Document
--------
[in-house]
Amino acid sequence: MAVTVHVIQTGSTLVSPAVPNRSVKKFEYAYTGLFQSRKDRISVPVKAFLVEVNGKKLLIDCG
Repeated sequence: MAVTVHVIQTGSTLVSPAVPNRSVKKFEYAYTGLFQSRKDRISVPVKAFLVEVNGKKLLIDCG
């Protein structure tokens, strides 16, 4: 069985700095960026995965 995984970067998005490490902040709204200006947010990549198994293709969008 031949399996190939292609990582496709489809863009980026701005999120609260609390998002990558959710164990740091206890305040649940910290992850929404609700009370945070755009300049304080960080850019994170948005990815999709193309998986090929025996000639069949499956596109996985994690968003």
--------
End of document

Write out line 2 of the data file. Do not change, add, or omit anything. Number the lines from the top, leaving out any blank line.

Amino acid sequence: MAVTVHVIQTGSTLVSPAVPNRSVKKFEYAYTGLFQSRKDRISVPVKAFLVEVNGKKLLIDCG